Education: that’s learning more and more about less and less, until you know everything about nothing!
Recently, I’ve taken up woodworking. I find it relaxing and enjoyable. Even when things don’t quite go right, the process of learning what works is a journey. Of course there are mistakes, and a bit of trial and error, but gradually experience and confidence builds. It also provides me with a different perspective on tackling problems. It forces me to look at a problem carefully and consider the end product, and the possible solutions to get the result I want. I have to decide which tools will help me to get the best result without damaging the work piece or leaving DNA behind. The process of making something is a thoughtful endeavour, not to be rushed. You make a plan, use the appropriate tools, and gently cut, plane, sand, fit, glue, clamp, and varnish some rough wood into something useful and aesthetically pleasing. More than anything else, it’s taught me to use patience in developing solutions.
My go-to source for technical help is YouTube. Sometimes you have to put down your tools, and get some direction. That doesn’t quite fit in this time-deprived world of instant gratification, but that little extra effort to understand what you are doing goes a long way to producing a finished product which is functional. Sometimes I have to leave my project for a day, and when I return to it I have an entirely new perspective that generally yields a very good result. If you exercise patience and care, follow a plan, and use the appropriate tools, you may gently coax a work of engineering art out of a once blank piece of tree.
Operating your business is much like the creative woodworking process. You are working with a living thing that interacts with the environment around it, expanding and contracting in response to changes in the atmosphere. If you chop at it indiscriminately, you risk irreparably damaging it. If you attack it without a plan, you’ll likely end up with something workable but unpleasing to look at. When you look at your business, do you see a functioning creation without form? Do you see a form that works, but could be better? Is your business engineered to look good, to succeed, or both, or neither? Is your business adaptable to the environment in which you operate? Sometimes you need to step away and look at it from a new perspective. Building a business and a team is a fluid process. The singular demand on every business owner is the necessity to constantly be learning in order to succeed. If you hated school, and you hate learning, then you’ll probably be happiest doing one thing over and over the same way, forever. That may work for a time, but it’s not the key to creativity or longevity.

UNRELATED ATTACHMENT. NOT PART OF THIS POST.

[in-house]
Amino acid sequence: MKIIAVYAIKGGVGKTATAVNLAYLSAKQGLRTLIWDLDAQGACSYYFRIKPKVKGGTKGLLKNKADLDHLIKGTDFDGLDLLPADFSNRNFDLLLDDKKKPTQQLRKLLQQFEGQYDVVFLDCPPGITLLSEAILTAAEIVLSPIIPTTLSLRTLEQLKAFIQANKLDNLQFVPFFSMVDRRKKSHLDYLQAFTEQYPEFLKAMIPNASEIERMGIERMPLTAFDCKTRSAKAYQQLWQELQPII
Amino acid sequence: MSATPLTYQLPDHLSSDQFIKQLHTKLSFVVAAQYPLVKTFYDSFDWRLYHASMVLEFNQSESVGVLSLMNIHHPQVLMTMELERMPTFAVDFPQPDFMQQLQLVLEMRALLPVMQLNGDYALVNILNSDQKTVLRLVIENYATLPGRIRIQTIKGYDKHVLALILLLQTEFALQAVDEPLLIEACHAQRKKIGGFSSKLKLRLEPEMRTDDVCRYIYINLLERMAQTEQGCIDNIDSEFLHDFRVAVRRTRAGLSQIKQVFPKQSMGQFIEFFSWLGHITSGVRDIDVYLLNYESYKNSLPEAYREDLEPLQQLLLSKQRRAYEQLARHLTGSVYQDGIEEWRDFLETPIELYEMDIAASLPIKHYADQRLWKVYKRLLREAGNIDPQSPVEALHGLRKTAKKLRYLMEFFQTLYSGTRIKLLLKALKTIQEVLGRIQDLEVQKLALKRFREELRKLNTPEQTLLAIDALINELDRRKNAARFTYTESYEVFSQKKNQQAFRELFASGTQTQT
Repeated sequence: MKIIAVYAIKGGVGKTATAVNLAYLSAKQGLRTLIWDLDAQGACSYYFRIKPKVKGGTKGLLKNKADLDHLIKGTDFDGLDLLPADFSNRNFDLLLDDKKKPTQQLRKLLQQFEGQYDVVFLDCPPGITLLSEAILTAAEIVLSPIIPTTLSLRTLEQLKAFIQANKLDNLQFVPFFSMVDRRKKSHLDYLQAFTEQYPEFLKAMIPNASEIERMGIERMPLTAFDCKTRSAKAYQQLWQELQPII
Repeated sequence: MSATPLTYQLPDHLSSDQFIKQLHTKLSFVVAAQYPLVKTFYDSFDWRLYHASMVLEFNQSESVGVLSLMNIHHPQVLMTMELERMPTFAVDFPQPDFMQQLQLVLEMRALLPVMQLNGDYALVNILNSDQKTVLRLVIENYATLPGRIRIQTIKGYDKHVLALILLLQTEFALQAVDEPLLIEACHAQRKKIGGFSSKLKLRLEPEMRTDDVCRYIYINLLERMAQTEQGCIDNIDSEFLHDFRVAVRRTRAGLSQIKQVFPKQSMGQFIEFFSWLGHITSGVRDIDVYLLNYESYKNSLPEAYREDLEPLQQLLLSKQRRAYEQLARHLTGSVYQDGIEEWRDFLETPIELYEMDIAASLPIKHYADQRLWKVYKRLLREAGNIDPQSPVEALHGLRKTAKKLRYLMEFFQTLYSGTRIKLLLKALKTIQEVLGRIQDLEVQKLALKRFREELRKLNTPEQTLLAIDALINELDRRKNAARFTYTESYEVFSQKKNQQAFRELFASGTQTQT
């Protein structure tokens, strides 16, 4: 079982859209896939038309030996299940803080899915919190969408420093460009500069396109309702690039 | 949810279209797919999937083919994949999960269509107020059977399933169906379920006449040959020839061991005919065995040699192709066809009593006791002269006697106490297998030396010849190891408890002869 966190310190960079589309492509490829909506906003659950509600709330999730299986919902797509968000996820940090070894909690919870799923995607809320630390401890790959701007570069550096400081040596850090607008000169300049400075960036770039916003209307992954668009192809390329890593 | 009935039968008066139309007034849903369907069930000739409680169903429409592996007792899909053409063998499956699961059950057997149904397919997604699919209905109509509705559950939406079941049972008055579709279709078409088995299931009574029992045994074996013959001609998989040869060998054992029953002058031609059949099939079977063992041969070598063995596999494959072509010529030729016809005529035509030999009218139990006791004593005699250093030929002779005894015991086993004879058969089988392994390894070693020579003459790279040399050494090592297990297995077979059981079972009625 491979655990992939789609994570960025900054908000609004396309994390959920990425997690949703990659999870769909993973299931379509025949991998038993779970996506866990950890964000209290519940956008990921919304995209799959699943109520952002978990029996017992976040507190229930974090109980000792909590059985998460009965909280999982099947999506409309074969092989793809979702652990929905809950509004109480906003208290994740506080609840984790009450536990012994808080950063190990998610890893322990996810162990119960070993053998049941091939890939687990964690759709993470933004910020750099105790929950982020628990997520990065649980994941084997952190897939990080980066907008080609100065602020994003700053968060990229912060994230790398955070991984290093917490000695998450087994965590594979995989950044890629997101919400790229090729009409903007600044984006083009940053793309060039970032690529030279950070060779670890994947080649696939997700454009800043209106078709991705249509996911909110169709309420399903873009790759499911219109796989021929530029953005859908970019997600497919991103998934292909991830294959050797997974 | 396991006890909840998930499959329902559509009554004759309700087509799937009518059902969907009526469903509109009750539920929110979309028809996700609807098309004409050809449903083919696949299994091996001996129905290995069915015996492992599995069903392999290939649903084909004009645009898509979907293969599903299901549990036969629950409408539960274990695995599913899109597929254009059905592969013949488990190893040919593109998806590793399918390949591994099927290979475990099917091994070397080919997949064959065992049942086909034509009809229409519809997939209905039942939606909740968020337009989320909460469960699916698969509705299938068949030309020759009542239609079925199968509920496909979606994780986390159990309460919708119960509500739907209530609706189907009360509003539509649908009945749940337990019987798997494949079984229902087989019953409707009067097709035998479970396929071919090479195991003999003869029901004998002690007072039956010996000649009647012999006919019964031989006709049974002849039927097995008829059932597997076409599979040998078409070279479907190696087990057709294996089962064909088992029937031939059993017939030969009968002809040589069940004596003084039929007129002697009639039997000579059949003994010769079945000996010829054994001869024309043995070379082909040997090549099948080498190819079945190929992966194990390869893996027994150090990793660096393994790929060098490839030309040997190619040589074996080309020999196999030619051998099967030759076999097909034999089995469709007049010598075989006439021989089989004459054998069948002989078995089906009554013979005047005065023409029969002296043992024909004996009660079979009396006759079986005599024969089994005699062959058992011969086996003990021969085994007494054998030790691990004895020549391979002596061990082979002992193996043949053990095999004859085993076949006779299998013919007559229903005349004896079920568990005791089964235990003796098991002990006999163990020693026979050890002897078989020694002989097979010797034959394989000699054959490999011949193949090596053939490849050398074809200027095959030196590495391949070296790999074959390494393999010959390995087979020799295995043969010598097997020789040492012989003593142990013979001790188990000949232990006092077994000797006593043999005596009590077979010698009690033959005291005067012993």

For a business to be truly successful, it has to build on itself and grow into the marketplace. As a business owner you need to promote the skills and enhance the talent that resides in the people that comprise your team. You need to encourage learning. Your people need to overcome the fear of learning new things and the fear of leaving accepted practice behind. They can learn to embrace change instead of fear it, based on your lead. Learning is the fuel that will propel your business into each succeeding decade. When you stop adapting, re-engineering, thinking and learning, you deprive yourself of the opportunity to keep your business unique and enduring. You end up with a formless piece of wood, instead of perhaps a work of art.